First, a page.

If you are a foie gras lover and live in California, you have just about three weeks to enjoy it legally. And there is no shortage of restaurants that will indulge you, from the Michelin starred Melisse to Animal.
On July 1, a law that was passed in 2004, and signed by then Governor Schwarzenegger, will come into effect, banning the production and consumption of foie gras in California. Some prominent chefs are working to present a proposal to the Legislature that would aim at repealing the ban, by proposing more humane treatment of the geese and ducks whose livers we have been feasting on for centuries.
But how did foie gras (literally “fat liver”) even come to be? The Egyptians were the first to recognize the advantage of force feeding birds to fatten them up and then eat them, although this didn’t necessarily involve consuming their livers – or, at least, we can’t tell from their hieroglyphs. In the first official cookbook, the Romans’ Apicius, fattened liver makes an appearance so it’s clear this practice has been going on for millennia. Nowadays, foie gras is protected and codified by French law and, to qualify as such, the birds have to be force-fed with a process called gavage.
If you imagine geese and ducks, necks stretched, with funnels rammed down their throats for hours at a time, you are both right and wrong. Several times a day, for three weeks, a tube linked to a funnel is inserted into the birds’ esophagus and the allotted amount of corn feed is inserted. The whole operation lasts 2 to 3 seconds and, I am assured, the animals do not have a gag reflex but whether they enjoy the procedure, it’s another kettle of fish.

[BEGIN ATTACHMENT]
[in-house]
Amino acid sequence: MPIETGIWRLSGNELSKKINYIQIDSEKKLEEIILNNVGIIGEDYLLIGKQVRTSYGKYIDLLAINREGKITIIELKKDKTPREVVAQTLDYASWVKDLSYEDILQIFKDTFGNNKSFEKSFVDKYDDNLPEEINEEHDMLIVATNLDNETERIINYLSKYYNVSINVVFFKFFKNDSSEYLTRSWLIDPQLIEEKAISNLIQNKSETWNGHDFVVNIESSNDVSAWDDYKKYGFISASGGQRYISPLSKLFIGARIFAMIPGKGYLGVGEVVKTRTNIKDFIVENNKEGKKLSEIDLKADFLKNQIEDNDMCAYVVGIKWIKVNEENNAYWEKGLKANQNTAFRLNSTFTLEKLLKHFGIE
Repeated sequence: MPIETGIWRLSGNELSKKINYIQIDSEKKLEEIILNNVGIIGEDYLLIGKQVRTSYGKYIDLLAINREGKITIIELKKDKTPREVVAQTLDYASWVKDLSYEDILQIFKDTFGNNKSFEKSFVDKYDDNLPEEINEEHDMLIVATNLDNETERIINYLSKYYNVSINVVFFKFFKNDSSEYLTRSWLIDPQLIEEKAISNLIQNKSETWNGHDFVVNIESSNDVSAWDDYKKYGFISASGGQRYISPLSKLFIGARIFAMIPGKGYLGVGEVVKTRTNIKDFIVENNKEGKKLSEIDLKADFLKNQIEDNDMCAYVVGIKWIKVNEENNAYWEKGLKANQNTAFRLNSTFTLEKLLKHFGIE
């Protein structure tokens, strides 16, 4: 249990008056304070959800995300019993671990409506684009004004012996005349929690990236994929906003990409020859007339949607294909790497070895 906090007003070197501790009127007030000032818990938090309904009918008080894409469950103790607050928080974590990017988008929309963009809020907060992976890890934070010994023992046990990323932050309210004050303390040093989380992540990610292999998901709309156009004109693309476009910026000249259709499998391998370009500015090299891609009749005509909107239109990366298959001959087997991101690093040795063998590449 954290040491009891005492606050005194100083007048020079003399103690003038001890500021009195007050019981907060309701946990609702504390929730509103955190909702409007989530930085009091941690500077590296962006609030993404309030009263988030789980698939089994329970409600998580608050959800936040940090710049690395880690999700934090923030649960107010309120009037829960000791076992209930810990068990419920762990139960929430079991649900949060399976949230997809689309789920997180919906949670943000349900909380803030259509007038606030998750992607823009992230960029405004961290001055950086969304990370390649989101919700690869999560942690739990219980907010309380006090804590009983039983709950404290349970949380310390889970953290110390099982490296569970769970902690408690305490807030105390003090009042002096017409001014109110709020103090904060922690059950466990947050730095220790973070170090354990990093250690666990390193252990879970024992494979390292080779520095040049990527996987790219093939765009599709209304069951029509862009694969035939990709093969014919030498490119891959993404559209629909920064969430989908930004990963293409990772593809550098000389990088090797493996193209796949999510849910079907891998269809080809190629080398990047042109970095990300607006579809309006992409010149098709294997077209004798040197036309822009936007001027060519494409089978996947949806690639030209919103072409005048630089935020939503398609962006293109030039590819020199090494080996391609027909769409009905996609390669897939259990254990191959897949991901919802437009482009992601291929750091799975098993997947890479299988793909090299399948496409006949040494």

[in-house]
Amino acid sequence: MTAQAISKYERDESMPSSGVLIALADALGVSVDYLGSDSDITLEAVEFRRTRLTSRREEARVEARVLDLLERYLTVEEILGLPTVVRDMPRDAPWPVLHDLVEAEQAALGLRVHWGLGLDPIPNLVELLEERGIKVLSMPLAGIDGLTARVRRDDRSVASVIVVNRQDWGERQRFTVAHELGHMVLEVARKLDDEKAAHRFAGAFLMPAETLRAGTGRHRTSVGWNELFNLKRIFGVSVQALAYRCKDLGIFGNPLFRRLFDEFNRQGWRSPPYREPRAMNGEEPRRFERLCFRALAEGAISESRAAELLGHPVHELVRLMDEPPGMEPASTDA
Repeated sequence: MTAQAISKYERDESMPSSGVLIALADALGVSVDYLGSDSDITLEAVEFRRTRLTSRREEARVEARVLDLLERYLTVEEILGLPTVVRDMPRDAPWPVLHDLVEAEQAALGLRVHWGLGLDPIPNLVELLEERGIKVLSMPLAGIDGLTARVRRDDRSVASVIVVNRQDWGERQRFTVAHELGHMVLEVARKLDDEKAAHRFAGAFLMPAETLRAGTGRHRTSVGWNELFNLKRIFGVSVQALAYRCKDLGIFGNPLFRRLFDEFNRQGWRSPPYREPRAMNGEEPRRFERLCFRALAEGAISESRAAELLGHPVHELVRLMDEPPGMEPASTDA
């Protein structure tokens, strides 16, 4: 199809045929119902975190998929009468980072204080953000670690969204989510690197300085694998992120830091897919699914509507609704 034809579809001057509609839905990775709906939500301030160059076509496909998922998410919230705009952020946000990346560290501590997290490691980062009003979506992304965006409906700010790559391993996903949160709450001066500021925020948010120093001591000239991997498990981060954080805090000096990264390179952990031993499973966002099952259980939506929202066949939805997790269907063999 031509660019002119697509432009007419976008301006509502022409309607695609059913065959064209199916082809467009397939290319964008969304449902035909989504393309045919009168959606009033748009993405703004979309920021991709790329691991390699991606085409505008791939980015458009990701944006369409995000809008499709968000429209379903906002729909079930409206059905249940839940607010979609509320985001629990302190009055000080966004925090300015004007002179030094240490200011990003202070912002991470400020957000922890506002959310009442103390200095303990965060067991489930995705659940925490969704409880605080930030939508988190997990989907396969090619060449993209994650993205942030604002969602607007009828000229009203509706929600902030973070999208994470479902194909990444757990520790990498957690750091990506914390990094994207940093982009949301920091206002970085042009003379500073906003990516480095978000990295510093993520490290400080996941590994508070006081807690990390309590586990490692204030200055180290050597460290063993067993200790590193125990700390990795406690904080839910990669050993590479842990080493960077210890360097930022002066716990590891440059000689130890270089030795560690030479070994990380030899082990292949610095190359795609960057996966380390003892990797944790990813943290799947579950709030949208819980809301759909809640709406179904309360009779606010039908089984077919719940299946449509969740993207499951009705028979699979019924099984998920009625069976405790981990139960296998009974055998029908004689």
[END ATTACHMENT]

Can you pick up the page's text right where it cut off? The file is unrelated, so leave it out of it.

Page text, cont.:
Animal welfare associations, recently seen coming out in droves picketing restaurants across California, contend that, beside the emotional aspect, the swollen liver leads to impaired function, the expanded stomach makes breathing harder and the accidental scarring of the esophagus can lead to death. It is indeed true that the mortality rate among birds submitted to force-feeding is higher than in animals raised for just braising or roasting.
The company I work for forced us to stop making foie gras quite some time ago, to the chagrin of many chefs. Have I consumed foie gras ever since? Yes, I have. It’s not a food I crave but, if put in front of me, I can see the attraction. And its versatility – because of its consistency, foie gras can be used in a variety of inventive ways, which I believe is the thrill for high-end chefs.
My views on animal husbandry have evolved over time and it’s interesting that I have become a lot more active and vocal on how animals are treated since I resumed eating meat. While not advocating for a vegetarian or vegan world just yet (although my personal meat consumption is extremely low), I believe that humane treatment of the animals we feast on should be a must, even at the cost of reducing the meat output on a global scale. While I can’t imagine force feeding is fun for any creature, I view it on a par with cage stacking, hormone injections and the poor quality of life that most mass consumption animals are forced to lead.
I am happy to give up foie gras for a cause but this cause needs to be pushed further – stopping at a small percentage of birds is simply not enough.